Turtles return to the sea

Fishos who’ve spent some time in Australia’s north will no doubt have encountered sea turtles at some time or another. These amazing creatures are a common sight offshore in regions such as Cape York and much of Far North Queensland. An amazingly graceful animal in the water, in contrast to the somewhat ungainly version that crawls up on beaches to lay eggs, a turtle’s common “up periscope” antics close to fishing boats has at first glance been known to startle many a boat-based fisho. 

Unfortunately, turtles on the whole have many life threatening obstacles put in their way – many man made – that prevent them living a long, healthy life. Boatstrikes are common, as are problems caused by the ingestion of plastics such as shopping bags, six-pack holders andnylon fishing nets, as well as cigarette butts. Boaters, please takeyour rubbish home with you and slow down when operating near knownturtle habitats.

Humans rarely have a positive impact on our marine environment, so it was exciting to watch first-hand as the reefHQ turtle hospital staff prepared green turtles Torres and Barney for release on Townsville’s main beach last week.

Barney is about three years old and had been in the hospital for two months suffering from kidney problems. A high protein diet and antibiotic injections had restored him to full health and he was ready to make his way back into the wild.

Hospital staff say it is both rewarding and sad when their “friends” are returned to the ocean, but it was particularly so with Torres, who had been at the hospital for five years.

Torres was kept as a pet on one of the Torres Strait islands (hence her name) but fortunately the children who were keeping her quickly realised they were doing the wrong thing. She was brought to the hospital by scheduled airline service, carried in an ice cream container and weighing only 360 grams. Five years later she weighs in at 45kg. If there was a biomass index for turtles, Torres would be very much on the high side!

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A turtle receives antibiotics at the reefHQ turtle hospital in Townsville. Photo Roger McMillan.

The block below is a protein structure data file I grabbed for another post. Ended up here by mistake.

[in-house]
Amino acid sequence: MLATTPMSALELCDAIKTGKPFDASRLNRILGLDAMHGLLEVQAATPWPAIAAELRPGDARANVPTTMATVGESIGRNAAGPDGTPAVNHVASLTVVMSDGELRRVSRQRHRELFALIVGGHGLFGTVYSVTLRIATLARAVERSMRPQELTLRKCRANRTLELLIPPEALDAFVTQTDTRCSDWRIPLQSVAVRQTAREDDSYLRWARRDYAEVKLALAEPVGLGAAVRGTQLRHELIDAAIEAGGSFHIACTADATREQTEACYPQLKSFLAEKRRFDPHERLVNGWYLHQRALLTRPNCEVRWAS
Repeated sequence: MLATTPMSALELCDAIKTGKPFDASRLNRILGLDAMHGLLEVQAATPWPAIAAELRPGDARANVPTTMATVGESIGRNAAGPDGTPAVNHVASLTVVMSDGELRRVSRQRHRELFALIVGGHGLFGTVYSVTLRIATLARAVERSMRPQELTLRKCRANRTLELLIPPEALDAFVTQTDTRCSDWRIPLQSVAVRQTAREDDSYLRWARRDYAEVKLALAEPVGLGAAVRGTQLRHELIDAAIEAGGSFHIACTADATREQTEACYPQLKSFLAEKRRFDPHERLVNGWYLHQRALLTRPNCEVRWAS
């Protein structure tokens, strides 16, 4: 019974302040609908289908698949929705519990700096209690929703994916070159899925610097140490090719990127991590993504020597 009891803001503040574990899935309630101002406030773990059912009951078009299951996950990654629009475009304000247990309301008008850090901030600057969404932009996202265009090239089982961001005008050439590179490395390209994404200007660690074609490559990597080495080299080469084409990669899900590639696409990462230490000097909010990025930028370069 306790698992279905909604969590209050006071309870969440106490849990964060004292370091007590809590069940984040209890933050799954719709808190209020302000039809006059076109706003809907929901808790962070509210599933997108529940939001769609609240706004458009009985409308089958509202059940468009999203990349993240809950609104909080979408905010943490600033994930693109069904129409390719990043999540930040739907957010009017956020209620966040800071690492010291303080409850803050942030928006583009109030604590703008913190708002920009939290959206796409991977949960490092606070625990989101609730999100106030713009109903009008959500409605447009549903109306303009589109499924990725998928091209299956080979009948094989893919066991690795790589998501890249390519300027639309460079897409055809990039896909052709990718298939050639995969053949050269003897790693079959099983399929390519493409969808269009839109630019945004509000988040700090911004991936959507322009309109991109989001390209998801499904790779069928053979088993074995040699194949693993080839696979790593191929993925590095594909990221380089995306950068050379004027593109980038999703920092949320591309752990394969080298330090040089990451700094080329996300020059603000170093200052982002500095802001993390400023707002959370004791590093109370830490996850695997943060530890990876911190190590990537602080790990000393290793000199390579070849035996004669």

During my visit, vets from James Cook University were fitting Torres and Barney with electronic trackers to monitor their activity for research purposes and to ensure that Torres could cope in the open ocean after so long in the aquarium pool.

First they used a special Sika product to glue an acrylic disk to the turtles’ backs. An hour later, when this was set, they filled in the gaps between the shell and the disk and affixed the tracker, aerial and batteries. All going well, the tracker will continue to operate for about three years, providing much-needed information on the turtles’ activities.

According to reefHQ Director, Fred Nucifora, very little is known about the habits of individual turtles, with other tracking programs around the world throwing up mixed information.

“Some turtles will swim far and wide, others will stay very close to where they were released,” he said. “We’re very keen to get some data from Barney and Torres to see where they head to and how far they travel.”

The first turtles roamed oceans and beaches more than 200 million years ago, making them older than either lizards or snakes. The air-breathing reptiles lay eggs on shore, but for every 1000 eggs that hatch, only one will survive to return to the ocean.

The turtle hospital at the reefHQ aquarium has been operating for less than 12 months but has already attended to 25 sick or injured turtles. Six of the seven species of turtles worldwide are found in the Great Barrier Reef marine park and all are on the endangered list, with some on the critically endangered list.

If you are visiting Townsville and Magnetic Island, and now is a perfect time of year to be doing that, I heartily recommend a visit to reefHQ and a tour of the turtle hospital.

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